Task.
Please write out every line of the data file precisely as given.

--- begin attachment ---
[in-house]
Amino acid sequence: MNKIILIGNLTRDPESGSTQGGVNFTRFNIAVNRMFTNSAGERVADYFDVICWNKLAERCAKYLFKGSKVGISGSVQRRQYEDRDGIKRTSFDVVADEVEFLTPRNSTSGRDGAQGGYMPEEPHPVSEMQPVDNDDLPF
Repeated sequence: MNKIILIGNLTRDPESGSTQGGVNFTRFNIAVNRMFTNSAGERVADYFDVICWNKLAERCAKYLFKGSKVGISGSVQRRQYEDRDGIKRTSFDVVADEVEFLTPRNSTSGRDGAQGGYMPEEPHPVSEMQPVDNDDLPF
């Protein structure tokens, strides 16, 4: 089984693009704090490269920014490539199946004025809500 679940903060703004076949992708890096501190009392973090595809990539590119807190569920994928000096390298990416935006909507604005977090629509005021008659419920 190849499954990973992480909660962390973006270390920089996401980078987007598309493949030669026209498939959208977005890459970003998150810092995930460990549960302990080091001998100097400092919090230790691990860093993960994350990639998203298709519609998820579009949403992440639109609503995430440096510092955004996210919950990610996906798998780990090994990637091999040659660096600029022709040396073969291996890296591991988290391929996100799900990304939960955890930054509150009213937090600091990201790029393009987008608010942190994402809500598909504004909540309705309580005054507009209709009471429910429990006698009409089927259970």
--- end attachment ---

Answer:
[in-house]
Amino acid sequence: MNKIILIGNLTRDPESGSTQGGVNFTRFNIAVNRMFTNSAGERVADYFDVICWNKLAERCAKYLFKGSKVGISGSVQRRQYEDRDGIKRTSFDVVADEVEFLTPRNSTSGRDGAQGGYMPEEPHPVSEMQPVDNDDLPF
Repeated sequence: MNKIILIGNLTRDPESGSTQGGVNFTRFNIAVNRMFTNSAGERVADYFDVICWNKLAERCAKYLFKGSKVGISGSVQRRQYEDRDGIKRTSFDVVADEVEFLTPRNSTSGRDGAQGGYMPEEPHPVSEMQPVDNDDLPF
């Protein structure tokens, strides 16, 4: 089984693009704090490269920014490539199946004025809500 679940903060703004076949992708890096501190009392973090595809990539590119807190569920994928000096390298990416935006909507604005977090629509005021008659419920 190849499954990973992480909660962390973006270390920089996401980078987007598309493949030669026209498939959208977005890459970003998150810092995930460990549960302990080091001998100097400092919090230790691990860093993960994350990639998203298709519609998820579009949403992440639109609503995430440096510092955004996210919950990610996906798998780990090994990637091999040659660096600029022709040396073969291996890296591991988290391929996100799900990304939960955890930054509150009213937090600091990201790029393009987008608010942190994402809500598909504004909540309705309580005054507009209709009471429910429990006698009409089927259970």